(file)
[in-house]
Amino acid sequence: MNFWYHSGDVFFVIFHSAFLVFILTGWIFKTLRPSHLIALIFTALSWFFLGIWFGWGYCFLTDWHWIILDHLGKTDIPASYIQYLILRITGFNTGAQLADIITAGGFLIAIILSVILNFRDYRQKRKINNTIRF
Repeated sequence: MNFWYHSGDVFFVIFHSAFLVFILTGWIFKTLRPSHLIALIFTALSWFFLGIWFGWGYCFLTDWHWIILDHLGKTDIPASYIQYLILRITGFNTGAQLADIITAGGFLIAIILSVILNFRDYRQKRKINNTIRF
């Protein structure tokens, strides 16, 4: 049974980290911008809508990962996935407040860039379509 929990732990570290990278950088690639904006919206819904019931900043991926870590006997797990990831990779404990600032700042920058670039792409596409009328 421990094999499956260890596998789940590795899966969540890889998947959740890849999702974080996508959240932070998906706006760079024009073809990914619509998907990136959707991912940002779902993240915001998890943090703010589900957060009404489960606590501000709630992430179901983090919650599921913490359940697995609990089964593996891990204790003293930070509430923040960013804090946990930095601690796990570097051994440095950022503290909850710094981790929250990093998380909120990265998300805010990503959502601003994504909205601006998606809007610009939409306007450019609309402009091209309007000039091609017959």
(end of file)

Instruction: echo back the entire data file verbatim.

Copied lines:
[in-house]
Amino acid sequence: MNFWYHSGDVFFVIFHSAFLVFILTGWIFKTLRPSHLIALIFTALSWFFLGIWFGWGYCFLTDWHWIILDHLGKTDIPASYIQYLILRITGFNTGAQLADIITAGGFLIAIILSVILNFRDYRQKRKINNTIRF
Repeated sequence: MNFWYHSGDVFFVIFHSAFLVFILTGWIFKTLRPSHLIALIFTALSWFFLGIWFGWGYCFLTDWHWIILDHLGKTDIPASYIQYLILRITGFNTGAQLADIITAGGFLIAIILSVILNFRDYRQKRKINNTIRF
């Protein structure tokens, strides 16, 4: 049974980290911008809508990962996935407040860039379509 929990732990570290990278950088690639904006919206819904019931900043991926870590006997797990990831990779404990600032700042920058670039792409596409009328 421990094999499956260890596998789940590795899966969540890889998947959740890849999702974080996508959240932070998906706006760079024009073809990914619509998907990136959707991912940002779902993240915001998890943090703010589900957060009404489960606590501000709630992430179901983090919650599921913490359940697995609990089964593996891990204790003293930070509430923040960013804090946990930095601690796990570097051994440095950022503290909850710094981790929250990093998380909120990265998300805010990503959502601003994504909205601006998606809007610009939409306007450019609309402009091209309007000039091609017959």